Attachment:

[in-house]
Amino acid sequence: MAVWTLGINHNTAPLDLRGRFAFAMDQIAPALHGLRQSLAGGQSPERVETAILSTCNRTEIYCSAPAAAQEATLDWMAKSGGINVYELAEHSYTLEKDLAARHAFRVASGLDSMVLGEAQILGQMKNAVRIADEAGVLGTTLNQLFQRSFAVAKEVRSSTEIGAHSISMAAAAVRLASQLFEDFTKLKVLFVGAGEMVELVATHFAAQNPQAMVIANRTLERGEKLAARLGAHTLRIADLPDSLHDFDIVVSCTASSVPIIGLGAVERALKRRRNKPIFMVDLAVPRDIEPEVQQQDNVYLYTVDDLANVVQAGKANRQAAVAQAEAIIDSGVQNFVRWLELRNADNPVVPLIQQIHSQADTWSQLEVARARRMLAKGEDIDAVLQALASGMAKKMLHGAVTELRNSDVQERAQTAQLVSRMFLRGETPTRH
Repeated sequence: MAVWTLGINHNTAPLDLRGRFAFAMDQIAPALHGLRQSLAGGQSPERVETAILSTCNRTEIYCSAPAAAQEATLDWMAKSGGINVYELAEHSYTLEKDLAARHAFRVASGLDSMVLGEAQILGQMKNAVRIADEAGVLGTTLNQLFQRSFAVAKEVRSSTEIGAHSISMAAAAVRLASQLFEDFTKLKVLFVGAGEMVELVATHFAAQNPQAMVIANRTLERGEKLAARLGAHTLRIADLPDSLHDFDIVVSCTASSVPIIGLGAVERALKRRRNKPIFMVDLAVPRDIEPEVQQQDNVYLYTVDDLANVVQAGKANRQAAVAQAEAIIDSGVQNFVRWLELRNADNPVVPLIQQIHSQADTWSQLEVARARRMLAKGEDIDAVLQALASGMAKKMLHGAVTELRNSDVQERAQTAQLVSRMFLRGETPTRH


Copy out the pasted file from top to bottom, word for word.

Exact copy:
[in-house]
Amino acid sequence: MAVWTLGINHNTAPLDLRGRFAFAMDQIAPALHGLRQSLAGGQSPERVETAILSTCNRTEIYCSAPAAAQEATLDWMAKSGGINVYELAEHSYTLEKDLAARHAFRVASGLDSMVLGEAQILGQMKNAVRIADEAGVLGTTLNQLFQRSFAVAKEVRSSTEIGAHSISMAAAAVRLASQLFEDFTKLKVLFVGAGEMVELVATHFAAQNPQAMVIANRTLERGEKLAARLGAHTLRIADLPDSLHDFDIVVSCTASSVPIIGLGAVERALKRRRNKPIFMVDLAVPRDIEPEVQQQDNVYLYTVDDLANVVQAGKANRQAAVAQAEAIIDSGVQNFVRWLELRNADNPVVPLIQQIHSQADTWSQLEVARARRMLAKGEDIDAVLQALASGMAKKMLHGAVTELRNSDVQERAQTAQLVSRMFLRGETPTRH
Repeated sequence: MAVWTLGINHNTAPLDLRGRFAFAMDQIAPALHGLRQSLAGGQSPERVETAILSTCNRTEIYCSAPAAAQEATLDWMAKSGGINVYELAEHSYTLEKDLAARHAFRVASGLDSMVLGEAQILGQMKNAVRIADEAGVLGTTLNQLFQRSFAVAKEVRSSTEIGAHSISMAAAAVRLASQLFEDFTKLKVLFVGAGEMVELVATHFAAQNPQAMVIANRTLERGEKLAARLGAHTLRIADLPDSLHDFDIVVSCTASSVPIIGLGAVERALKRRRNKPIFMVDLAVPRDIEPEVQQQDNVYLYTVDDLANVVQAGKANRQAAVAQAEAIIDSGVQNFVRWLELRNADNPVVPLIQQIHSQADTWSQLEVARARRMLAKGEDIDAVLQALASGMAKKMLHGAVTELRNSDVQERAQTAQLVSRMFLRGETPTRH